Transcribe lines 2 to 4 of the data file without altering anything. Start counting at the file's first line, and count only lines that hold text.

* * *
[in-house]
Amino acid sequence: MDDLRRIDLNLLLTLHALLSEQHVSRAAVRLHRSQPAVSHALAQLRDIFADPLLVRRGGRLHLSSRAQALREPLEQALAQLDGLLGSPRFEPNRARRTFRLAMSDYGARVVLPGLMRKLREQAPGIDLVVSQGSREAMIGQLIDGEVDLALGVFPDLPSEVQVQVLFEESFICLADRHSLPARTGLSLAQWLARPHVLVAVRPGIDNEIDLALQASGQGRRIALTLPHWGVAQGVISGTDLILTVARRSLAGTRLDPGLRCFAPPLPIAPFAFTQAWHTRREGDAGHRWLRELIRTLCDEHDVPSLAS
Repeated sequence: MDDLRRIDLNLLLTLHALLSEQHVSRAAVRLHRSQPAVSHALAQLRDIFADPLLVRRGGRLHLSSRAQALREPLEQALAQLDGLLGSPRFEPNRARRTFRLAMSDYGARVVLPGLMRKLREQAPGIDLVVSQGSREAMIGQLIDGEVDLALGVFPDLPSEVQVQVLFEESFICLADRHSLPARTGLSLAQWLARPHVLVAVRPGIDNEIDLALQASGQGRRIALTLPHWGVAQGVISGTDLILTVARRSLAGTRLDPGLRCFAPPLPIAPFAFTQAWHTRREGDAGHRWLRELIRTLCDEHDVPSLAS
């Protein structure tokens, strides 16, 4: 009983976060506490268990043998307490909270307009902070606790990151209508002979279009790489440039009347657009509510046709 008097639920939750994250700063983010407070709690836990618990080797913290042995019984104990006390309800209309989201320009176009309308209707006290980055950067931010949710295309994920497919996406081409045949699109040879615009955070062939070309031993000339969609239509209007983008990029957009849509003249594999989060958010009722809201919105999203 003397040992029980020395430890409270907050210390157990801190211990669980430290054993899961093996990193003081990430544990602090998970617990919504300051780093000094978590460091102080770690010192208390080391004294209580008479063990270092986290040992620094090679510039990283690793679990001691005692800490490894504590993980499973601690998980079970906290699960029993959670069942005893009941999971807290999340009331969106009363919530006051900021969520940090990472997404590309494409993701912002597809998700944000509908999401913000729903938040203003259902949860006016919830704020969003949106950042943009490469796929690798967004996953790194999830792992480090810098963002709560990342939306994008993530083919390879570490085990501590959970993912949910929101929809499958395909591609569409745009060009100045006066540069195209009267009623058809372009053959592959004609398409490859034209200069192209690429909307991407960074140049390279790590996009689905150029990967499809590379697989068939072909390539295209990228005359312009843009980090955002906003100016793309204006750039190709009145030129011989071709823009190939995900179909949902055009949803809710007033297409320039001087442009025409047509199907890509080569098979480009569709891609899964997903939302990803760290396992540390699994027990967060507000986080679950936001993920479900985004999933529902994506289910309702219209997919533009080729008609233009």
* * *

Amino acid sequence: MDDLRRIDLNLLLTLHALLSEQHVSRAAVRLHRSQPAVSHALAQLRDIFADPLLVRRGGRLHLSSRAQALREPLEQALAQLDGLLGSPRFEPNRARRTFRLAMSDYGARVVLPGLMRKLREQAPGIDLVVSQGSREAMIGQLIDGEVDLALGVFPDLPSEVQVQVLFEESFICLADRHSLPARTGLSLAQWLARPHVLVAVRPGIDNEIDLALQASGQGRRIALTLPHWGVAQGVISGTDLILTVARRSLAGTRLDPGLRCFAPPLPIAPFAFTQAWHTRREGDAGHRWLRELIRTLCDEHDVPSLAS
Repeated sequence: MDDLRRIDLNLLLTLHALLSEQHVSRAAVRLHRSQPAVSHALAQLRDIFADPLLVRRGGRLHLSSRAQALREPLEQALAQLDGLLGSPRFEPNRARRTFRLAMSDYGARVVLPGLMRKLREQAPGIDLVVSQGSREAMIGQLIDGEVDLALGVFPDLPSEVQVQVLFEESFICLADRHSLPARTGLSLAQWLARPHVLVAVRPGIDNEIDLALQASGQGRRIALTLPHWGVAQGVISGTDLILTVARRSLAGTRLDPGLRCFAPPLPIAPFAFTQAWHTRREGDAGHRWLRELIRTLCDEHDVPSLAS
């Protein structure tokens, strides 16, 4: 009983976060506490268990043998307490909270307009902070606790990151209508002979279009790489440039009347657009509510046709 008097639920939750994250700063983010407070709690836990618990080797913290042995019984104990006390309800209309989201320009176009309308209707006290980055950067931010949710295309994920497919996406081409045949699109040879615009955070062939070309031993000339969609239509209007983008990029957009849509003249594999989060958010009722809201919105999203 003397040992029980020395430890409270907050210390157990801190211990669980430290054993899961093996990193003081990430544990602090998970617990919504300051780093000094978590460091102080770690010192208390080391004294209580008479063990270092986290040992620094090679510039990283690793679990001691005692800490490894504590993980499973601690998980079970906290699960029993959670069942005893009941999971807290999340009331969106009363919530006051900021969520940090990472997404590309494409993701912002597809998700944000509908999401913000729903938040203003259902949860006016919830704020969003949106950042943009490469796929690798967004996953790194999830792992480090810098963002709560990342939306994008993530083919390879570490085990501590959970993912949910929101929809499958395909591609569409745009060009100045006066540069195209009267009623058809372009053959592959004609398409490859034209200069192209690429909307991407960074140049390279790590996009689905150029990967499809590379697989068939072909390539295209990228005359312009843009980090955002906003100016793309204006750039190709009145030129011989071709823009190939995900179909949902055009949803809710007033297409320039001087442009025409047509199907890509080569098979480009569709891609899964997903939302990803760290396992540390699994027990967060507000986080679950936001993920479900985004999933529902994506289910309702219209997919533009080729008609233009």